Tropical Depression Harvey lingers in the gulf; heavy rains expected
While typical August weather will continue through Thursday, all eyes are on Tropical Depression Harvey which is expected to once again become a Tropical Storm or hurricane in the western Gulf of Mexico. The latest information continues to suggest the possibility of very heavy rain and flooding in parts of Texas, Louisiana and Mississippi.
Harvey is expected to approach the Texas coast late Friday, with Southwest Louisiana receiving heavy rainfall as early as Friday morning.
Today and Tonight: Another afternoon of scattered showers and thunderstorms is ahead for the local area. Rain coverage should be about 50 percent—that is about half of the 13 Parish, 3 County forecast area will pick up measurable rain. Temperatures will make it into the low 90s before any rain or cloud cover offers a slight cool down for the afternoon. The nighttime will be quieter and seasonably muggy with temperatures in the mid 70s.
Up Next: A similar forecast is expected for Thursday. What happens next will be highly dependent on the evolution of Harvey in the southern Gulf of Mexico (see more below).
The Tropics: Harvey has regenerated into a Tropical Depression in the southern Gulf of Mexico. Forecast models are indicating that a tropical storm or hurricane could affect the Texas coast over the weekend with heavy rain spreading eastward into Louisiana and Mississippi. The National Hurricane Center has issued hurricane and storm surge watches for part of the Texas coast. Due to a stalled front along the coast, rain could last for several days—well into next week.
Several inches of rain appear to be possible at this time. It is too early to tell exactly where the heaviest amounts will occur, but the Weather Prediction Center has a large area hashed out in Southeast Texas and South Louisiana where 5-10” of rain is possible. Depending on how these factors unfold, the possibility is there for flash flooding and river flooding.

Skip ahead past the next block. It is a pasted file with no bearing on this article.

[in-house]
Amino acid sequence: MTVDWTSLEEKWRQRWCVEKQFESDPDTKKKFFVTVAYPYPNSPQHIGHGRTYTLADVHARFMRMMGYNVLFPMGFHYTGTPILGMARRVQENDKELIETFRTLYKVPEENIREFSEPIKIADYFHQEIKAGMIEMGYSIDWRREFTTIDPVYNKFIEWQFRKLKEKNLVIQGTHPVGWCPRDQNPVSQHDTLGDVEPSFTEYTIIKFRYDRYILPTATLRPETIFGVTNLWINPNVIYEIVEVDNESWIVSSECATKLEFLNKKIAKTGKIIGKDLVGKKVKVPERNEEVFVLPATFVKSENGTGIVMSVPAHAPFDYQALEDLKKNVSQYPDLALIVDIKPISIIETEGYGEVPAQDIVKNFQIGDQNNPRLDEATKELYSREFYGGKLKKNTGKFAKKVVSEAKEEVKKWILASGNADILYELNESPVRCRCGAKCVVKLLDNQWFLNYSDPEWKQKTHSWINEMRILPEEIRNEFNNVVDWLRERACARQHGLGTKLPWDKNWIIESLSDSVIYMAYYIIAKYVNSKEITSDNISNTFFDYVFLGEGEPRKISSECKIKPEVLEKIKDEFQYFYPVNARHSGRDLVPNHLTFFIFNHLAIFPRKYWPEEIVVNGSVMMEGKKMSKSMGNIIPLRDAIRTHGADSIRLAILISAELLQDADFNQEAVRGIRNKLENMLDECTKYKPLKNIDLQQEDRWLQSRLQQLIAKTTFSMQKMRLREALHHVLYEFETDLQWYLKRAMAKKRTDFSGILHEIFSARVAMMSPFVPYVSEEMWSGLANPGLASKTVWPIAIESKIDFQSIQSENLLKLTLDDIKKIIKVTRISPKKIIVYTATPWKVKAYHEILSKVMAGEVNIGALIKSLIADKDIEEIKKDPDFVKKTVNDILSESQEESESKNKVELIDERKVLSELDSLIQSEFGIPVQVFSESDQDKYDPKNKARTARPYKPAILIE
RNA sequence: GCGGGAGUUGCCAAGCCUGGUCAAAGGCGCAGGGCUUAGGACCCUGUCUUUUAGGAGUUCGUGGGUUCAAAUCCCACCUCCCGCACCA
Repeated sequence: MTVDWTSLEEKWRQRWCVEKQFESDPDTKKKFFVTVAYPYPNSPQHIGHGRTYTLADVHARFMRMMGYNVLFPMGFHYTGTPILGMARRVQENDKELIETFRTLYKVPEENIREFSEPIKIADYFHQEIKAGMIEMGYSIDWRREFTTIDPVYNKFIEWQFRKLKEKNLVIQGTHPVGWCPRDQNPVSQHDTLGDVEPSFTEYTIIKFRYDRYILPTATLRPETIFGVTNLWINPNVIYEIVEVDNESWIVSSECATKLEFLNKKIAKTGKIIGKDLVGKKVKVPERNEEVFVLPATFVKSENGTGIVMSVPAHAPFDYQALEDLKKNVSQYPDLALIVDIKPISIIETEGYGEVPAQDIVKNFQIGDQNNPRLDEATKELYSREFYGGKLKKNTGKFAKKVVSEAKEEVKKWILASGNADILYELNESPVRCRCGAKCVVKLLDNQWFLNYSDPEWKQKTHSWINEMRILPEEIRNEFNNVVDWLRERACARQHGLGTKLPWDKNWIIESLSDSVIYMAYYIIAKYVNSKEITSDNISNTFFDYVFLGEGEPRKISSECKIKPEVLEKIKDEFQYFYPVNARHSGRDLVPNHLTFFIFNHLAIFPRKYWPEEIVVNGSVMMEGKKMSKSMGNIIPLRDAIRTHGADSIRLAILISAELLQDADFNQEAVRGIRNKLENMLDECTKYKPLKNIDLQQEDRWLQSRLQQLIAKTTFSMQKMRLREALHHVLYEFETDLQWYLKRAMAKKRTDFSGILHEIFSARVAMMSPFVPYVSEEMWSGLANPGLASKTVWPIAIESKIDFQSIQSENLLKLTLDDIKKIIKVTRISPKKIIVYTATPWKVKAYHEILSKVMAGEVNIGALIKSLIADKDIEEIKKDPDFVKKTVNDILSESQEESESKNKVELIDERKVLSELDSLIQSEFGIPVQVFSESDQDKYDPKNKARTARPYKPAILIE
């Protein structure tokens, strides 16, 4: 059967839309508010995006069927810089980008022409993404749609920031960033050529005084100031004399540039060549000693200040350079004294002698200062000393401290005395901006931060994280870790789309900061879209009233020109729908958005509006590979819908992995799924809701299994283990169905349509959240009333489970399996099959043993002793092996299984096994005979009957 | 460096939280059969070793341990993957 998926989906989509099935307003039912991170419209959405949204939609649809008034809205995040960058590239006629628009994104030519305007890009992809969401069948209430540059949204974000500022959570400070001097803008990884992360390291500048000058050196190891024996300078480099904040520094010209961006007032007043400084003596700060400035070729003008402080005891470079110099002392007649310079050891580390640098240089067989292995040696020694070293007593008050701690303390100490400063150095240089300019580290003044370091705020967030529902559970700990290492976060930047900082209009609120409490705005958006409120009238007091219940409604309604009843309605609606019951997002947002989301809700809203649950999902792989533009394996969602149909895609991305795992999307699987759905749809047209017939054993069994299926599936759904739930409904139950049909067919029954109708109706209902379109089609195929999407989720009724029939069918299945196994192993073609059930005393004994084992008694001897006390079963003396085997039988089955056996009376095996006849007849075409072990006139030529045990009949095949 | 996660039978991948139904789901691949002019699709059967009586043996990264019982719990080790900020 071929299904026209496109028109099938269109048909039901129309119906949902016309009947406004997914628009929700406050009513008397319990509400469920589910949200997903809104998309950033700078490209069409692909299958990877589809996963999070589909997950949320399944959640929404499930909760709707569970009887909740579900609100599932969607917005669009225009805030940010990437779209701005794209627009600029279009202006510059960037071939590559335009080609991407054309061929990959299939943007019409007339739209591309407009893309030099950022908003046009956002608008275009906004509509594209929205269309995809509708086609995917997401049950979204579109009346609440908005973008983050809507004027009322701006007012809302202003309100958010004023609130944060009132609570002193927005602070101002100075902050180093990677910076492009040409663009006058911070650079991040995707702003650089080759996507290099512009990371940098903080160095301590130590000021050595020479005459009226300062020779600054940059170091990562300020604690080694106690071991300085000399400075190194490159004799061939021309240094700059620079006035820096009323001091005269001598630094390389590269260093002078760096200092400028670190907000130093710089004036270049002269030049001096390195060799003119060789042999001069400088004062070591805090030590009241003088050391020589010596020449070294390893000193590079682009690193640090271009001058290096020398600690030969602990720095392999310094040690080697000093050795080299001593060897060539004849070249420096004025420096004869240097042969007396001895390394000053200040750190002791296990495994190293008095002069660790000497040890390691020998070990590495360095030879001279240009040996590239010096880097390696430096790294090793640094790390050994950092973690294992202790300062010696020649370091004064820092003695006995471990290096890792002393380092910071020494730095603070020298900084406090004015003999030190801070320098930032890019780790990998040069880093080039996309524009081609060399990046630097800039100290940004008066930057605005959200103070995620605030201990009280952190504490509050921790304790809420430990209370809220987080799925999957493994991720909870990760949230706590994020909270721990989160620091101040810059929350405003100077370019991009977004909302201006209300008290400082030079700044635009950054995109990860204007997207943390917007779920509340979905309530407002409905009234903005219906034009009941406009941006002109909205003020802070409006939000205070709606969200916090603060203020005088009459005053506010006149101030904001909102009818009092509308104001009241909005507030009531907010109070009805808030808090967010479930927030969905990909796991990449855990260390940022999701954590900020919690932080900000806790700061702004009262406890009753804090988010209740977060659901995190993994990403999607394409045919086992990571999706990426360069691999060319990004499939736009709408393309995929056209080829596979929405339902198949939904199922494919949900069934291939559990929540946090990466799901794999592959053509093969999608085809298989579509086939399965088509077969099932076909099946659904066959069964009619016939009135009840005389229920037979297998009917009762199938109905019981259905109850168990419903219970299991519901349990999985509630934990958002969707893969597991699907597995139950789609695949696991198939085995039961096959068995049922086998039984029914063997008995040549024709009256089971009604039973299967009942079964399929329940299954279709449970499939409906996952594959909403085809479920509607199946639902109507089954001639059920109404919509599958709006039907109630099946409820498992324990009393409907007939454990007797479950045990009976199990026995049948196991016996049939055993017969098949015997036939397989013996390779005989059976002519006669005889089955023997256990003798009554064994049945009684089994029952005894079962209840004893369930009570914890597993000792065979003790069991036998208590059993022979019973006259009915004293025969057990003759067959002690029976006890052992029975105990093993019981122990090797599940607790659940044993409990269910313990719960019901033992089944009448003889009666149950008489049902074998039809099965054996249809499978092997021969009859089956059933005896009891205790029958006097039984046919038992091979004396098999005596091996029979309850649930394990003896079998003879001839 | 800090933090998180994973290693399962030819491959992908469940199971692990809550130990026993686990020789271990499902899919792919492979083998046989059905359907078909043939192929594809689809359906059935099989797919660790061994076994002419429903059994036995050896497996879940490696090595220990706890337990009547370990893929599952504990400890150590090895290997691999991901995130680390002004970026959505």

Rainfall associated with a tropical system could begin as early as Friday and last into the middle of next week. Right now, it appears as though Sunday and Monday would bring the most unsettled weather and the majority of the rain.
As of Wednesday morning, the system had yet to develop a closed center of circulation, which makes it difficult for forecast models to predict the scenario. Furthermore, the upper level features that will eventually kick the system out of the region have not yet developed which also complicates forecast confidence.
Areas along the central and western Gulf Coast need to monitor the forecast as it evolves. Plan to get frequent forecast updates from the WBRZ Weather Team on News 2, wbrz.com, Facebook, Twitter and the WBRZ WX App. on Apple and Android devices. As always during hurricane season, stay prepared and review plans.
A deepening trough will begin to nudge into the forecast area over the next two days. Cooler temperatures aloft will result in increased instability and therefore greater coverage in afternoon convection. Some retreat in the trough is possible on Friday as a closed upper low focuses on a tropical system along the Texas coast. Subsidence around this closed low could result in a drier, warmer 24 or 36-hour period before the local area is possible affected. Over the weekend, a tropical system will be located over Texas. Moisture from the system will be forced east starting Saturday as a ridge builds in the Southwest, blocking northward and westward progress. The pattern will stall as a stronger mid-level wave drops into a deeper upper trough and moves directly southward through the Central Plains. The tropical system will be snared by the mid and upper trough and slowly dragged eastward along a stalled surface front. The whole complex will likely not be flushed from the local area until early next week. Whether direct or indirect, the impacts from heavy rainfall could create some issues. Although the heaviest rainfall is currently pegged for Southeast Texas per the Weather Prediction Center, there will be some potential for flooding issues locally. Once the system dissolves as begins to eject eastward, it could become a relatively strong cold front bringing a boundary through the local area. The result could be a cooler and drier air mass for a few days afterwards.
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